Entrepreneurship is a key driver of economic growth and employment and Europe today more than ever needs new talented entrepreneurs to start businesses, create new jobs and develop skills. Young enterprises generally have to find ways of surviving in a tough environment, as education usually does not support the brightest minds willing to begin their career in a start-up, given the difficulty in raising funds or the bureaucratic and administrative burden particularly at an early-stage. Understanding the opportunities and challenges related to the creation of new enterprises as well enabling a conducive environment to make the start-up ecosystem prosper is vital for Europe to unleash its innovation potential.
The European Startup Monitor (ESM), initiated by the German Startups Association, creates transparency for the European startup ecosystem and underlines the growing influence of these young enterprises on the European economy.
For the first time, the ESM supplies valid data from all EU-countries and Israel. The ESM represents over 2,300 startups with more than 31,000 employees. It provides a comprehensive long-needed overview of important characteristics, potentials and challenges in the European startup landscape. Günther Oettinger, the European Commissioner for Digital Economy and Society, stresses: “The European Startup Monitor will allow for a systematic overview of where innovation and growth happens in the digital economy, and how policies should be shaped to help.” The ESM has been published with the support of KPMG, Telefónica und Google.
Profile of founders and employees
On average, European startups are 2.5 years old. One of the most surprising findings of the study is the low proportion of female founders, amounting only to 14.7%.
A further interesting finding is the internationality of both founders and employees: 11.9% of the founders are from countries other than the location of their startup. Almost one third of employees come from abroad. The country with the highest share of both international founders and international employees is the United Kingdom.
Markets and Internationalization
European Startups are operating in an international environment. 21.2% have entered other European markets while further 29.8% have entered international markets. 8 out of 10 startups plan a further internationalization in the next 12 months.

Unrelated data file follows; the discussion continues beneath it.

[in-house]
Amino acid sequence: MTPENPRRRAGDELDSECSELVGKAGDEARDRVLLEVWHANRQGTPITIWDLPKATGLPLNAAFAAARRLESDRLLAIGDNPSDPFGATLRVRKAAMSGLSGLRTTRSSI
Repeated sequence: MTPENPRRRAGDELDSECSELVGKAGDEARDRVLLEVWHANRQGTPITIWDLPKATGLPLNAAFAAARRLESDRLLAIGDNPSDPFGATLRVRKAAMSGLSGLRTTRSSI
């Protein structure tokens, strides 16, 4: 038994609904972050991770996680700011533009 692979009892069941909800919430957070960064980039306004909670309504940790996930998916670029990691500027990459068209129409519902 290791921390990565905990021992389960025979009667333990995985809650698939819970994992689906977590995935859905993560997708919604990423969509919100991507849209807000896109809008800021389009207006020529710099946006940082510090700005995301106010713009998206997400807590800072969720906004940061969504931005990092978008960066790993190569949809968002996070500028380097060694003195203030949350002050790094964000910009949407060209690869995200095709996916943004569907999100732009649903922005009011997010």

Financing sources: European founders depend on own savings, family & friends
The study finds that the major capital source is own savings of the founders (69.1 %), followed by support from family and friends (25.1 %). Only as third source of capital, founders rely on governmental funding programs and subsidies (21.9 %). To generate fast growth, venture capital and other forms of private investments should be supported by a suitable political framework.
Startups as job engines
On average, startups create 12.9 jobs after 2.5 years (including founders). Germany leads the way with 17.4 jobs, followed by the United Kingdom (14.1 jobs) and France (11.5 jobs). These figures prove the significant impact, which European startups have developed on the European labor market.
Expectations on politics
The ESM has identified three main expectations of startup founders with regard to policy-makers: First, they wish for more financial support; second, they wish for an improvement of political regulations and a reduction in bureaucratic constraints; and third, founders wish for better social and advisory support.
For further information and all findings of the study please visit europeanstartupmonitor.com.
Lisa is Head of Research and International Strategy at the German Startups Association. She has graduated from ESCP-Europe with a Master of Science in European Management. She has lived, worked and studied in Berlin, Cambridge and New York and has long term experience in the consulting and governmental sectors. Her areas of expertise are international relations, intercultural competence and business strategy. For the German Startups Association, Lisa is working on European relations, creating a network for European startups to share experiences and contacts. Lisa is further in charge of the European Startup Network. As a network manager, she regularly visits other European startup representatives, startup related events and the European Commission in Brussels.